The Department of Justice (DOJ) told the Supreme Court yesterday that they would not attempt to block requests to reopen a lawsuit against the Affordable Care Act (ACA). Such a lawsuit could potentially place the ACA in front of the Supreme Court again as early as next year.
In 2010, Liberty University sued over the minimum coverage provision and other aspects of the ACA, but the case was set aside when the 26 states and NFIB case went before the Supreme Court. Because the court upheld the constitutionality of the individual mandate in its June 28th decision, it essentially tossed out Liberty’s lawsuit. Liberty now wants the Supreme Court to review its other challenges to the ACA.
Specifically, Liberty claims that the law’s employer coverage requirements are unconstitutional, as the mandate’s contraception coverage requirement violates the right to freely exercise religion. Over 30 such claims have been filed against the Obama administration. Solicitor General Donald Verrilli’s letter to the court states that although the DOJ believes that the Liberty claims “lack merit,” the DOJ does not oppose the courts reviewing the suit.
October 25, 2012
One of a number of lawsuits filed in opposition to the ACA was Liberty University, Inc., et al. v. Geithner et al. Under this lawsuit in 2010, a private Christian university and a number of individual petitioners sued the government to block enforcement of the ACA’s employer requirement to provide health insurance coverage to employees, as well as the individual requirement to maintain health insurance coverage. The district court in the Western District of Virginia rejected all the plaintiffs’ claims, which included challenges based on the Commerce Clause, the Necessary and Proper Clause, the Tenth Amendment, the First Amendment, the Fifth Amendment, and the Religious Freedom Restoration Act (RFRA). On appeal, the Fourth Circuit held that the Anti-Injunction Act (AIA) barred federal courts...
September 26, 2012
The Affordable Care Act (ACA), in addition to expanding coverage to individuals with incomes below 133 percent of the federal poverty level (FPL), includes provisions designed to preserve existing Medicaid coverage -- known as the maintenance of effort provision, or MOE -- until the ACA is fully implemented. The ACA’s MOE provision requires states to maintain their current Medicaid eligibility standards, methodologies, and procedures until the Secretary of the Department of Health and Human Services (HHS) determines that a state Exchange is fully operational. For children, the ACA’s MOE extends through September 30, 2019. States may reduce eligibly for certain non-pregnant, non-adult...
March 26, 2012
The table below summarizes all of the amicus briefs filed to date. HealthReformGPS has posted
summaries for at least one of the briefs filed by the bolded
January 4, 2012
On November 14, 2011 the United States Supreme Court agreed to hear oral arguments on issues that have arisen as a result of more than two dozen legal challenges to the Affordable Care Act (ACA) that were filed upon or immediately following the March 2010 enactment of the health reform law. The Court will consider four constitutional issues related to the ACA: (1) whether Congress has the power under Article I of the Constitution to enact the coverage requirement; (2) if the coverage requirement is found unconstitutional, whether it is severable from the remainder of the ACA; (3) whether the ACA’s requirement that states expand Medicaid eligibility or risk losing federal funds is unduly coercive in violation of the Tenth Amendment; and (4) whether the individual coverage requirement is a tax for purposes of the Anti-Injunction Act, meaning that plaintiffs seeking to challenge the requirement must wait until it takes effect in 2014.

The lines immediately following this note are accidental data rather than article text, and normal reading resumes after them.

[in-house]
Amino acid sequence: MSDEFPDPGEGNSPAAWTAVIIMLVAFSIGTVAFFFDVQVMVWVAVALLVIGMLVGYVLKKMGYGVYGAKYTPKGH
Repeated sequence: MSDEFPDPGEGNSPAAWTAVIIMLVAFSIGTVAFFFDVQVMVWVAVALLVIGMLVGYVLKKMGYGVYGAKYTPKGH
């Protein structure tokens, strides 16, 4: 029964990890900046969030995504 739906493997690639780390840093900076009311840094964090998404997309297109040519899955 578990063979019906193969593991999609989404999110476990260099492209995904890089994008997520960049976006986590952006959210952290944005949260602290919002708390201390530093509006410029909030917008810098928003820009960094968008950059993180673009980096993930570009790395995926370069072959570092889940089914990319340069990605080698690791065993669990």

Oral arguments are set for March 26-28, 2012, and a decision is expected by the end of the Court’s term in late June of 2012.
October 12, 2011
On September 28, 2011, the United States Justice Department (DOJ) asked the United States Supreme Court to review the decision of the court of appeals for the Eleventh Circuit striking down as unconstitutional what the DOJ terms the law’s “minimum coverage provision.” In seeking Supreme Court intervention, the DOJ sought review on two matters: first, whether Congress exceeded its Commerce Clause powers, as enhanced by the Necessary and Proper Clause; and second, whether the Anti-Injunction Act bars the challenges from proceeding in the first place.
September 23, 2011
Since the enactment of the Affordable Care Act (ACA), at least 27 lawsuits have been filed challenging the constitutionality of various provisions of the law. While nearly half of the lawsuits have been dismissed on procedural grounds, three district courts have found provisions challenged to be constitutional, and three have found them to be unconstitutional. Previous HealthReform GPS Implementation briefs/updates have discussed these lower court decisions. Following appeals of each of these rulings, the United States Courts of Appeals in the Fourth, Sixth, and Eleventh Circuits have now issued decisions as well. Most importantly, the appellate decisions continue to reflect a split in judicial opinion regarding the constitutionality of the Affordable Care Act’s individual mandate. Other important issues addressed by the appellate rulings concerned the constitutionality of the ACA Medicaid expansion and the question of whether the trial court in the Virginia cases (Liberty University v. Geithner and Commonwealth of Virginia v. Sebelius) had the authority to hear the cases at all.